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App Helps Commanders Track COVID-19 Outbreaks

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U.S. Army
Monday, May 18, 2020

Army leaders around the world are relying on a mobile and desktop app to get real-time information on local COVID-19 outbreaks, a tool that could become increasingly valuable as communities start to lift restrictions and businesses reopen.

Known as the Joint Analytic Real-time Virtual Information Sharing System (JARVISS), the software pulls from more than 80,000 sources to provide “real-time” information relating to local criminal activity, natural disasters and, now, COVID-19 patterns.

“As the Army phases into a steady state of operations ... JARVISS has the capability of assessing the COVID-19 threat,” Maj. Gen. Kevin Vereen, Army provost marshal general, said during a recent press briefing.

“[It’s] providing commanders with tools needed to make appropriate decisions,” Vereen said.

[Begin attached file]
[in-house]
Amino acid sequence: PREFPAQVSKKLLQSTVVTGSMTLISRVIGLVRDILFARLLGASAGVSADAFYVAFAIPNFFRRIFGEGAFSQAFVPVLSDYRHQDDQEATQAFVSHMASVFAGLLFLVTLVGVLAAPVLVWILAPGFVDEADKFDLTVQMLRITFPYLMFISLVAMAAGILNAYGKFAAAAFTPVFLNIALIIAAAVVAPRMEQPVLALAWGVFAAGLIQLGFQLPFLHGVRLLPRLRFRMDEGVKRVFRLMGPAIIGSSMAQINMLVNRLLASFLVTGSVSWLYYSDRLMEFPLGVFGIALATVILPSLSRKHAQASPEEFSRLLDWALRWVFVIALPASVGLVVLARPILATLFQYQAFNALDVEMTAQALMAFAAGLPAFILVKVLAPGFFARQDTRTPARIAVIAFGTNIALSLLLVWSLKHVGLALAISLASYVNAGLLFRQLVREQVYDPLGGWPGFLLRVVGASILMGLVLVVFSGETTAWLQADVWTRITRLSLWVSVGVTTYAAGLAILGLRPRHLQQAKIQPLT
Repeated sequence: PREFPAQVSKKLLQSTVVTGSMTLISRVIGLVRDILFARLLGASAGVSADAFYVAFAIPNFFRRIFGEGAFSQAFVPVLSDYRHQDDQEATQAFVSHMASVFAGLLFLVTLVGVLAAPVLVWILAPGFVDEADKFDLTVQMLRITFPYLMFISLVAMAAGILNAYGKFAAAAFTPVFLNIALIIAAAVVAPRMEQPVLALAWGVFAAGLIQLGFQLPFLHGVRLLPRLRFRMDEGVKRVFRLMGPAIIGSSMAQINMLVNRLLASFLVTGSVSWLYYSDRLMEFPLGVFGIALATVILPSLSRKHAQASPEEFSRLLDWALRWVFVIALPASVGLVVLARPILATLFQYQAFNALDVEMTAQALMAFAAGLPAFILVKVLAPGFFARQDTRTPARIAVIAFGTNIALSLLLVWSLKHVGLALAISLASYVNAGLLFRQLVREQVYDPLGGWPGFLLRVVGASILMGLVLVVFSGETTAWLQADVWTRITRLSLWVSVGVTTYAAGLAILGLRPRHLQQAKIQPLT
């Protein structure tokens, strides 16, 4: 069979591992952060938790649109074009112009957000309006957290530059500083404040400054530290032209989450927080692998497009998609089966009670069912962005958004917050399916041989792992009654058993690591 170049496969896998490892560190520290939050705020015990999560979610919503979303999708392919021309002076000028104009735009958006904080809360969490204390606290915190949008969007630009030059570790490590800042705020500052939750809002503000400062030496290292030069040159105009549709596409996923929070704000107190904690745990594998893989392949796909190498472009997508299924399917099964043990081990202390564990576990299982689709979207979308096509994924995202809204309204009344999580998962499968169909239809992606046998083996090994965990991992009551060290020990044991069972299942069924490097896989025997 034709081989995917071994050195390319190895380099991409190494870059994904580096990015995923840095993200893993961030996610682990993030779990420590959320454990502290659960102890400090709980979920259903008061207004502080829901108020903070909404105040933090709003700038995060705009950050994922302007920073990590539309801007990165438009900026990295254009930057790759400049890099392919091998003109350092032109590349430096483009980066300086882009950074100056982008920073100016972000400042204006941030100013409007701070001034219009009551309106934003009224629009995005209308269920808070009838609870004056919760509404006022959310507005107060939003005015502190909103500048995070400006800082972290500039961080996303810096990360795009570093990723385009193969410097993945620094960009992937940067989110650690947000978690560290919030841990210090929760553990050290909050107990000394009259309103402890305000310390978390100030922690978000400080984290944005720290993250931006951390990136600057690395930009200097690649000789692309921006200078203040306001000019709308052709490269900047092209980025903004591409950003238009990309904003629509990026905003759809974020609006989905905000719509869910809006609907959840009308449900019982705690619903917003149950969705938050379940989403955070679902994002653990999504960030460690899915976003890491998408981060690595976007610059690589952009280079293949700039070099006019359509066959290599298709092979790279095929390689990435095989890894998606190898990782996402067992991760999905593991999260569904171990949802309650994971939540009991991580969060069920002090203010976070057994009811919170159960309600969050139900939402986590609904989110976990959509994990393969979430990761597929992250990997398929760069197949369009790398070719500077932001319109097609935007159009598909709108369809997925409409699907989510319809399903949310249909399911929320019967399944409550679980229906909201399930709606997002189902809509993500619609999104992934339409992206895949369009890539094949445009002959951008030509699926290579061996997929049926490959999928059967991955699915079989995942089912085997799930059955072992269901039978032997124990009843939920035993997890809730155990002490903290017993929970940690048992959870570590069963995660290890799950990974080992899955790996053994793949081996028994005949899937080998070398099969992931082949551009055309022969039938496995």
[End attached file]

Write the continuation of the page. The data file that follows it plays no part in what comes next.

The “proven information” provided through JARVISS, he said, is “a valuable tool for commanders to know and understand the threat in their area of responsibility.”

When the first reports of confirmed human-to-human spread of the virus, followed by the first cases in the U.S., appeared in JARVISS, the Army took swift action, and leaders were able to use the app to track clusters of outbreaks, Vereen said.

Since the start of the outbreak, installations have put temporary restrictions in place—such as social distancing, mask policies and restricted gate access—as part of a larger Army effort to stop the virus from spreading.

James Allen, JARVISS program manager, said the software saves commanders time by pulling relevant information and providing “key COVID updates,” such as community restrictions, local outbreaks and stay-at-home orders.

“If [commanders] need to bring their soldiers in from off-post locations, or in some cases keep soldiers on a military installation because the outbreak is just too high, JARVISS helps make those decisions,” Allen said.

As economies around the globe begin to reopen, the app will help senior leaders track the impact of the virus in their communities.

“Commanders can make real-time decisions on how to integrate their workforce and ... make some adjustments to how they do that based on the virus outbreak,” Vereen said.

The app, which shares open source and unclassified Army information, is also used by local and federal agencies, according to the Army.

“Balancing readiness with the health and safety of the force is critical to our success,” Vereen said.